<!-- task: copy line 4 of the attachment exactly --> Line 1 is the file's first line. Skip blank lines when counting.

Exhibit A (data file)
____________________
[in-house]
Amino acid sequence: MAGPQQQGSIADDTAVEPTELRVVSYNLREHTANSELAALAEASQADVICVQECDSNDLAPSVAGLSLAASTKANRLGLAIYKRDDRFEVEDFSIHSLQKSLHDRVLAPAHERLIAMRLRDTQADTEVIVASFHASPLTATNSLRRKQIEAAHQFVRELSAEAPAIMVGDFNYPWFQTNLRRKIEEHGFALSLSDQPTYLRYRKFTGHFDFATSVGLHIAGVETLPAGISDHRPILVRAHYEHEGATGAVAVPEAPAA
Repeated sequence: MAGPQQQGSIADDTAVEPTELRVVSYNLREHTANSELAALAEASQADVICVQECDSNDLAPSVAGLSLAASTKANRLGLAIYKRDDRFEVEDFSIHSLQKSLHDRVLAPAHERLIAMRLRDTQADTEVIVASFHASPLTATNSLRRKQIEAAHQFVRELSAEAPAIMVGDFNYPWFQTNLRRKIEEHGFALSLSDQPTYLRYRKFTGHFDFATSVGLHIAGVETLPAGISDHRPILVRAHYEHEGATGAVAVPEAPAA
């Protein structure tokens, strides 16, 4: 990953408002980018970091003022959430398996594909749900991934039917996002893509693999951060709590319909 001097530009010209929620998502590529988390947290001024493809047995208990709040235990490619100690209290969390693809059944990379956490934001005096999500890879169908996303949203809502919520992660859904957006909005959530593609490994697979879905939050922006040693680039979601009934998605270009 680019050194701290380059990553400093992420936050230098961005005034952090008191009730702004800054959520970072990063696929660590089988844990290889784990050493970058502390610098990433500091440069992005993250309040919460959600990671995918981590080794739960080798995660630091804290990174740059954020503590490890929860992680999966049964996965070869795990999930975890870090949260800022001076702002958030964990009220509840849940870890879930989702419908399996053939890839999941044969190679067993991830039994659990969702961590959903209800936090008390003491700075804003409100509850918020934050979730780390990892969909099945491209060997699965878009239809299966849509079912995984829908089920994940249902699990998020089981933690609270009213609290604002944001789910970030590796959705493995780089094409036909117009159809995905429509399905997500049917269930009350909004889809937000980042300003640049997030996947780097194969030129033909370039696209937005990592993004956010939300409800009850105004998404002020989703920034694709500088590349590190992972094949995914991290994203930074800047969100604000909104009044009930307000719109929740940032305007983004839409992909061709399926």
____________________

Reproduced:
């Protein structure tokens, strides 16, 4: 990953408002980018970091003022959430398996594909749900991934039917996002893509693999951060709590319909 001097530009010209929620998502590529988390947290001024493809047995208990709040235990490619100690209290969390693809059944990379956490934001005096999500890879169908996303949203809502919520992660859904957006909005959530593609490994697979879905939050922006040693680039979601009934998605270009 680019050194701290380059990553400093992420936050230098961005005034952090008191009730702004800054959520970072990063696929660590089988844990290889784990050493970058502390610098990433500091440069992005993250309040919460959600990671995918981590080794739960080798995660630091804290990174740059954020503590490890929860992680999966049964996965070869795990999930975890870090949260800022001076702002958030964990009220509840849940870890879930989702419908399996053939890839999941044969190679067993991830039994659990969702961590959903209800936090008390003491700075804003409100509850918020934050979730780390990892969909099945491209060997699965878009239809299966849509079912995984829908089920994940249902699990998020089981933690609270009213609290604002944001789910970030590796959705493995780089094409036909117009159809995905429509399905997500049917269930009350909004889809937000980042300003640049997030996947780097194969030129033909370039696209937005990592993004956010939300409800009850105004998404002020989703920034694709500088590349590190992972094949995914991290994203930074800047969100604000909104009044009930307000719109929740940032305007983004839409992909061709399926």